With the front wheels pushed forward by half a foot, the exterior dimensions of the new S90 edge it closer in length and wheelbase to the longer S80L than the standard version. That’s before the arrival of the long-wheelbase S90L, dictated largely by the demands of the Chinese market, but also likely to reach US showrooms as well. The S90 is also incrementally wider and lower than the S80, but the real difference can be seen in the greenhouse that now extends 10 inches further rearwards than its predecessor’s.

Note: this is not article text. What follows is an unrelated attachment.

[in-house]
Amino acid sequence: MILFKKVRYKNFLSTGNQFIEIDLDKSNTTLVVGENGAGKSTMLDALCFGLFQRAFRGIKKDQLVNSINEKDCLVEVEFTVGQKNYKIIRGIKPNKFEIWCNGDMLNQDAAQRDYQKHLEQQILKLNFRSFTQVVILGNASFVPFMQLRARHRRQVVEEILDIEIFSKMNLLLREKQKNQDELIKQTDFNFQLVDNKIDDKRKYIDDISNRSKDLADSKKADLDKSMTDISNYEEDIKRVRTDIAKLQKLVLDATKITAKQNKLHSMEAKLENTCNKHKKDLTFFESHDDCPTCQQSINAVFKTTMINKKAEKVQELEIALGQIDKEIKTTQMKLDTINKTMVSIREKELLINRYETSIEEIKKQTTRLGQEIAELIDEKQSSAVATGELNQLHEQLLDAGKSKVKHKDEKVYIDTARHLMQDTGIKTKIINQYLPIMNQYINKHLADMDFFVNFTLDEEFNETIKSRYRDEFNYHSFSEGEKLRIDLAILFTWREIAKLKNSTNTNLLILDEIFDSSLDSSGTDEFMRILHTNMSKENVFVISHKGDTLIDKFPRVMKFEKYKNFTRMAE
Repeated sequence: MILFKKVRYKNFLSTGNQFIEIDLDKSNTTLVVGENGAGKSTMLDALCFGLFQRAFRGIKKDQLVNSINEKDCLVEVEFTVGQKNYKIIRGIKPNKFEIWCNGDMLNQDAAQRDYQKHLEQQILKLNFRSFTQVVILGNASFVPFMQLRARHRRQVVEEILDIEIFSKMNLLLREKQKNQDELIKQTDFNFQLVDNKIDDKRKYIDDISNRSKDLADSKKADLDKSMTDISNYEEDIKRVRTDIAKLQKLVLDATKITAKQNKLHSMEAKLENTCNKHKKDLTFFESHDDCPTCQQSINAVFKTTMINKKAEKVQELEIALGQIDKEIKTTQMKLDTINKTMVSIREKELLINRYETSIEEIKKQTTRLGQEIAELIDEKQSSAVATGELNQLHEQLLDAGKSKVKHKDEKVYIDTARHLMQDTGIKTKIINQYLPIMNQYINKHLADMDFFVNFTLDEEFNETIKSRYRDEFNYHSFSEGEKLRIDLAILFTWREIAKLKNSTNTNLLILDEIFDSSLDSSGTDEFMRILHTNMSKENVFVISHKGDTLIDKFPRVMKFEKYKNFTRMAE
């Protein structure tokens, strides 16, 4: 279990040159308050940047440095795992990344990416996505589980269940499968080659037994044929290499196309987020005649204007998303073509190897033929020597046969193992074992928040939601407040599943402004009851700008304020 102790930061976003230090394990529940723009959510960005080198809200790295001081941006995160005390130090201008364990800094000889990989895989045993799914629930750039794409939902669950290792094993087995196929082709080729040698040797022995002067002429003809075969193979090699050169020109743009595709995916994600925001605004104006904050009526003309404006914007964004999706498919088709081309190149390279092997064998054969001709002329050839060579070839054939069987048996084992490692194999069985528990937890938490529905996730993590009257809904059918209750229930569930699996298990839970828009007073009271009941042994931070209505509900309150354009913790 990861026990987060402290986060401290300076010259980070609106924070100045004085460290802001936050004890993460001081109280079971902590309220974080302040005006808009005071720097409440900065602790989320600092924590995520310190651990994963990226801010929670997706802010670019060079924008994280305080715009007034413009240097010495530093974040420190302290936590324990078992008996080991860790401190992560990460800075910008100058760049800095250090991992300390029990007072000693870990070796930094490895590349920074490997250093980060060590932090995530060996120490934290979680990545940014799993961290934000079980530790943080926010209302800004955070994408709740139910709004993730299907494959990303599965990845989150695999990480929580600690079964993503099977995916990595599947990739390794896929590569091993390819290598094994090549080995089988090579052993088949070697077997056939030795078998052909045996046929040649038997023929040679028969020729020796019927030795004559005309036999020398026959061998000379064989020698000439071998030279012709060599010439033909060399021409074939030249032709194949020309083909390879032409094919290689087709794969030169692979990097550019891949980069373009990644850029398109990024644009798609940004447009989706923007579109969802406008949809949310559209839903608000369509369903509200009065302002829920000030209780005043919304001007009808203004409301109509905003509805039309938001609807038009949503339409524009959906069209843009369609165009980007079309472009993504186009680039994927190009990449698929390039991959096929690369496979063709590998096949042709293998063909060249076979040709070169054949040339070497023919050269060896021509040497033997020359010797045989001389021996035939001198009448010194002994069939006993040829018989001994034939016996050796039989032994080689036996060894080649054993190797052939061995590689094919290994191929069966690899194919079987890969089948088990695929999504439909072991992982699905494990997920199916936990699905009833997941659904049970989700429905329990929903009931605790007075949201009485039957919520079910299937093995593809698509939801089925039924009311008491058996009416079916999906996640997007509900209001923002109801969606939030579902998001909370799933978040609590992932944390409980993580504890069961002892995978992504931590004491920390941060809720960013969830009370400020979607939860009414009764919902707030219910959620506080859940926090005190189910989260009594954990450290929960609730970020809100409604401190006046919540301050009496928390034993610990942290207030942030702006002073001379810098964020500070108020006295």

Motivation will be provided on American roads by one gasoline engine in three states of tune, as that market prefers gas (and gasoline hybrids) to diesel. The 2.0-liter inline-four carries over from the XC90, producing 240 horsepower in turbocharged T5 spec (to arrive later), 316 hp with an added supercharger in the T6, and 400 hp with the electric assist in T8 Twin Engineplug-in hybrid form. Buyers will be able to choose between front- or all-wheel drive (except in the T8 with its through-the-road AWD), and between two trim levels, dubbed Momentum and Inscription. Customers in other markets will also have diesel options and a base Kinetic trim level. The biggest difference under the skin is that, while the XC90 uses an air suspension at all four corners, the S90 won’t make air suspension available on the front axle, but it will be an option in back (where it replaces a transverse leaf spring arrangement).